Super (Girl)

When DC announced they were bringing back Supergirl as a TV series with the help of CBS Productions, I was really hoping to see a creation that would deliver something Hollywood has consistently failed to do, and what I saw was beyond any of my expectations.

No superheroine in the movies has ever been what I’d call admirable or bad-ass; for me they’re verifying degrees of the same basic idea Hollywood has been rerunning for years, good looking girl, tight costume, buildings on fire and a short lived adrenaline rush, in doing so I feel they’ve reduced the superheroine to nothing more than eye-candy to boost sales, and girls haven’t had strong female lead to call a roll-model.

When the original Supergirl was introduced into a comic series in 1959, public and fan reaction was very positive, she continued to make appearances and eventually got her own comic series, however; the Supergirl most people remember was from the movie in 1984, which completely tanked, ever since then; Supergirl disappeared and was almost written off altogether, right up until the moment DC and CBS brought her back to life.

Movies and TV shows that over-do the special effects so much that it starts to hinder the story don’t stay with you for very long, they keep getting replaced and the predecessors are eventually forgotten, a story with substance that can connect with the audience on an entertainment – and emotional – level will be something you’re more likely to remember, and want to watch again.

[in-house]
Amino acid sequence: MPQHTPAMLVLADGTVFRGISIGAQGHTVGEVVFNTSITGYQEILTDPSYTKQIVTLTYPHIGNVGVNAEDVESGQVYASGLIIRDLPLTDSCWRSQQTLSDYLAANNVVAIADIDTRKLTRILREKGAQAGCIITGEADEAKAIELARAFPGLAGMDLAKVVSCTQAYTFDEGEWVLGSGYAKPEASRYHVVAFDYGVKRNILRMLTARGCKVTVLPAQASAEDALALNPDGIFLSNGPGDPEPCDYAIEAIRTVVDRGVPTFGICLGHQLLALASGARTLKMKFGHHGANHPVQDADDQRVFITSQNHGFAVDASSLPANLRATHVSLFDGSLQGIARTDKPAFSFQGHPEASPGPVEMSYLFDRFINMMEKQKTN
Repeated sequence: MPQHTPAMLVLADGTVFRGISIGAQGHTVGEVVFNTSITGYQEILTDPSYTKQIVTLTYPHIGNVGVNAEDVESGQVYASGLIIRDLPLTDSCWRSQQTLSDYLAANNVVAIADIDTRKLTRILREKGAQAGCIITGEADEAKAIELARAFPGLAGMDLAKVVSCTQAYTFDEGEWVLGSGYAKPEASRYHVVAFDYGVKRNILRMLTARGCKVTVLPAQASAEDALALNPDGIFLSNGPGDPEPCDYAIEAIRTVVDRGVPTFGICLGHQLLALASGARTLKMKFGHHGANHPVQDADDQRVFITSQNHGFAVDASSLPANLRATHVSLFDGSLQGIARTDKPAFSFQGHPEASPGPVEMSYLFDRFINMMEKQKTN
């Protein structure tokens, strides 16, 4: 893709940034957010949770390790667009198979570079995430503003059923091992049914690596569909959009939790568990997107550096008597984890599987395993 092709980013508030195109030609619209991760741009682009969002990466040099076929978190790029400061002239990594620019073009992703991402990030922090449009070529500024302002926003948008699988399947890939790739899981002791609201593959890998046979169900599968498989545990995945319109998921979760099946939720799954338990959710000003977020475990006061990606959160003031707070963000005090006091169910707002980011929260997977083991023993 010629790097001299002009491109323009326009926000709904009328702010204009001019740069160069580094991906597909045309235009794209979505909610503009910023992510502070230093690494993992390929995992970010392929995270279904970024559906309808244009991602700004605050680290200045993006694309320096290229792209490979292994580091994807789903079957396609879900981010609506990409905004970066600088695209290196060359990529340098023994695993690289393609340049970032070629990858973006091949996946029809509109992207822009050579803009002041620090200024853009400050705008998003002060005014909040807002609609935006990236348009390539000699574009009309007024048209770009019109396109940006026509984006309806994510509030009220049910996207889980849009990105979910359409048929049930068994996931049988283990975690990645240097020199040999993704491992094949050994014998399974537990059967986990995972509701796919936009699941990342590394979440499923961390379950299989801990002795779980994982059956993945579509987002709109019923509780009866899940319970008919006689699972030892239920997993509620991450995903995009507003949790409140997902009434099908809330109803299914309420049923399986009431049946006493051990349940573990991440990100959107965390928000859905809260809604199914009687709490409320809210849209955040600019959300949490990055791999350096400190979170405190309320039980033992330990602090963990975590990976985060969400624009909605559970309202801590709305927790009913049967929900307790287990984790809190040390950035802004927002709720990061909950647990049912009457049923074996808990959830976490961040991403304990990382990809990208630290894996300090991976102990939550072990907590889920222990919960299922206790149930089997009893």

Movies that made me cry, made me scared, made me feel like I was living the events with the characters, that will always be better than short lived hype.

It’s refreshing to see a superhero with her own show without needing a male hero constantly by her side, which is a common misconception that is changing, although it has felt like social acceptances have been taking steps backwards.  There are plenty of male superheros young boys can look up to, but female heroes for a long time have been geared towards male cinematic viewing.

I think it is important for children, teens, even adults to have a role-model, the guys have plenty to choose from, but I feel like girls are pushed and molded towards a select number of celebrates who really shouldn’t be considered as such.

For me a role-model has to be someone talented, beautiful, kind-hearted, independent and a master in badassery, Melissa Benoist/Supergirl, completely embody that.

I don’t always see Supergirl as a separate character, Melissa Benoist is such an inspiration; that for the most part I see Supergirl as an extension of her, and I can’t think of anyone more suited to the role, both standing up for justice, making peoples voices herd and doing anything to try to make the world a better place.

Herself and Supergirl are first superhero’s parents wouldn’t mind their daughters embracing as a role-model.

Finally, a kick ass super, (girl)!

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